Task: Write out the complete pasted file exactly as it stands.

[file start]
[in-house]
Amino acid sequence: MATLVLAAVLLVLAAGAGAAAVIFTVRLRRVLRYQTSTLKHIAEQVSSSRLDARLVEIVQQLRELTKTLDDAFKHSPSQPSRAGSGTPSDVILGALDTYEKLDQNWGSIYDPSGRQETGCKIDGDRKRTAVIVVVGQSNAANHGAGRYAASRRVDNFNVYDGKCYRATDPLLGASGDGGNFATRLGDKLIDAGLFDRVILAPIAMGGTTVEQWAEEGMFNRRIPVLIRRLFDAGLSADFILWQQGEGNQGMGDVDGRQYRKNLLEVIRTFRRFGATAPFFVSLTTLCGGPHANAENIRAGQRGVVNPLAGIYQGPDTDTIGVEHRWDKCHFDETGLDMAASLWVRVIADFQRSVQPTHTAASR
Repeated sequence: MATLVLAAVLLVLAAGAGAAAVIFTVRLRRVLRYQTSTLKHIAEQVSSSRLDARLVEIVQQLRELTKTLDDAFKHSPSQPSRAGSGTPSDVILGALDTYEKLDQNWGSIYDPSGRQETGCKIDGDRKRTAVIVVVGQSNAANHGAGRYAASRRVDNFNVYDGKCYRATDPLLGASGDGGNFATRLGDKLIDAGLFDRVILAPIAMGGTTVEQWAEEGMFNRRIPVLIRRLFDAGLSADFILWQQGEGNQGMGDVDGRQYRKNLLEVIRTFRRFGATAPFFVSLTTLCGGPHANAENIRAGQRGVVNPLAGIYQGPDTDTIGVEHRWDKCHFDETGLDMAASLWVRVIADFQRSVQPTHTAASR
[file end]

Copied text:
[in-house]
Amino acid sequence: MATLVLAAVLLVLAAGAGAAAVIFTVRLRRVLRYQTSTLKHIAEQVSSSRLDARLVEIVQQLRELTKTLDDAFKHSPSQPSRAGSGTPSDVILGALDTYEKLDQNWGSIYDPSGRQETGCKIDGDRKRTAVIVVVGQSNAANHGAGRYAASRRVDNFNVYDGKCYRATDPLLGASGDGGNFATRLGDKLIDAGLFDRVILAPIAMGGTTVEQWAEEGMFNRRIPVLIRRLFDAGLSADFILWQQGEGNQGMGDVDGRQYRKNLLEVIRTFRRFGATAPFFVSLTTLCGGPHANAENIRAGQRGVVNPLAGIYQGPDTDTIGVEHRWDKCHFDETGLDMAASLWVRVIADFQRSVQPTHTAASR
Repeated sequence: MATLVLAAVLLVLAAGAGAAAVIFTVRLRRVLRYQTSTLKHIAEQVSSSRLDARLVEIVQQLRELTKTLDDAFKHSPSQPSRAGSGTPSDVILGALDTYEKLDQNWGSIYDPSGRQETGCKIDGDRKRTAVIVVVGQSNAANHGAGRYAASRRVDNFNVYDGKCYRATDPLLGASGDGGNFATRLGDKLIDAGLFDRVILAPIAMGGTTVEQWAEEGMFNRRIPVLIRRLFDAGLSADFILWQQGEGNQGMGDVDGRQYRKNLLEVIRTFRRFGATAPFFVSLTTLCGGPHANAENIRAGQRGVVNPLAGIYQGPDTDTIGVEHRWDKCHFDETGLDMAASLWVRVIADFQRSVQPTHTAASR